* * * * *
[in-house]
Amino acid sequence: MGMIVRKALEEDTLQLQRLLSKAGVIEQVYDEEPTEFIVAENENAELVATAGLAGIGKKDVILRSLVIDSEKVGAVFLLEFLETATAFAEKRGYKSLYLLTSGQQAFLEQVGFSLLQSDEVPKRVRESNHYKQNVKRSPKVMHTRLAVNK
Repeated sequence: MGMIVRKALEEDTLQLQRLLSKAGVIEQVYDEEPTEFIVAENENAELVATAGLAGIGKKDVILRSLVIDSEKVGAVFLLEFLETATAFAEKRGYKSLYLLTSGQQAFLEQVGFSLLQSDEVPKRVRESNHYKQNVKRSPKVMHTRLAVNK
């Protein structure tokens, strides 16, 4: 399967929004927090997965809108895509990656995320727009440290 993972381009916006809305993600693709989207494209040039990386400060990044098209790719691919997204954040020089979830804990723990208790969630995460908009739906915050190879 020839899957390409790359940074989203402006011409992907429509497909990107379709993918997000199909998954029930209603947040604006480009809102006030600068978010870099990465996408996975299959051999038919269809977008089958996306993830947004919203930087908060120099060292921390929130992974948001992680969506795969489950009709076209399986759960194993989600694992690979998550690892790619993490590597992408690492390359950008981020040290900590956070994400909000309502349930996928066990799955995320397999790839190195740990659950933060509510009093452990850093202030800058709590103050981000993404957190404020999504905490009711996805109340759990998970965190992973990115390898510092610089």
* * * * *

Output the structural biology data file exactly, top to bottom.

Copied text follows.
[in-house]
Amino acid sequence: MGMIVRKALEEDTLQLQRLLSKAGVIEQVYDEEPTEFIVAENENAELVATAGLAGIGKKDVILRSLVIDSEKVGAVFLLEFLETATAFAEKRGYKSLYLLTSGQQAFLEQVGFSLLQSDEVPKRVRESNHYKQNVKRSPKVMHTRLAVNK
Repeated sequence: MGMIVRKALEEDTLQLQRLLSKAGVIEQVYDEEPTEFIVAENENAELVATAGLAGIGKKDVILRSLVIDSEKVGAVFLLEFLETATAFAEKRGYKSLYLLTSGQQAFLEQVGFSLLQSDEVPKRVRESNHYKQNVKRSPKVMHTRLAVNK
């Protein structure tokens, strides 16, 4: 399967929004927090997965809108895509990656995320727009440290 993972381009916006809305993600693709989207494209040039990386400060990044098209790719691919997204954040020089979830804990723990208790969630995460908009739906915050190879 020839899957390409790359940074989203402006011409992907429509497909990107379709993918997000199909998954029930209603947040604006480009809102006030600068978010870099990465996408996975299959051999038919269809977008089958996306993830947004919203930087908060120099060292921390929130992974948001992680969506795969489950009709076209399986759960194993989600694992690979998550690892790619993490590597992408690492390359950008981020040290900590956070994400909000309502349930996928066990799955995320397999790839190195740990659950933060509510009093452990850093202030800058709590103050981000993404957190404020999504905490009711996805109340759990998970965190992973990115390898510092610089």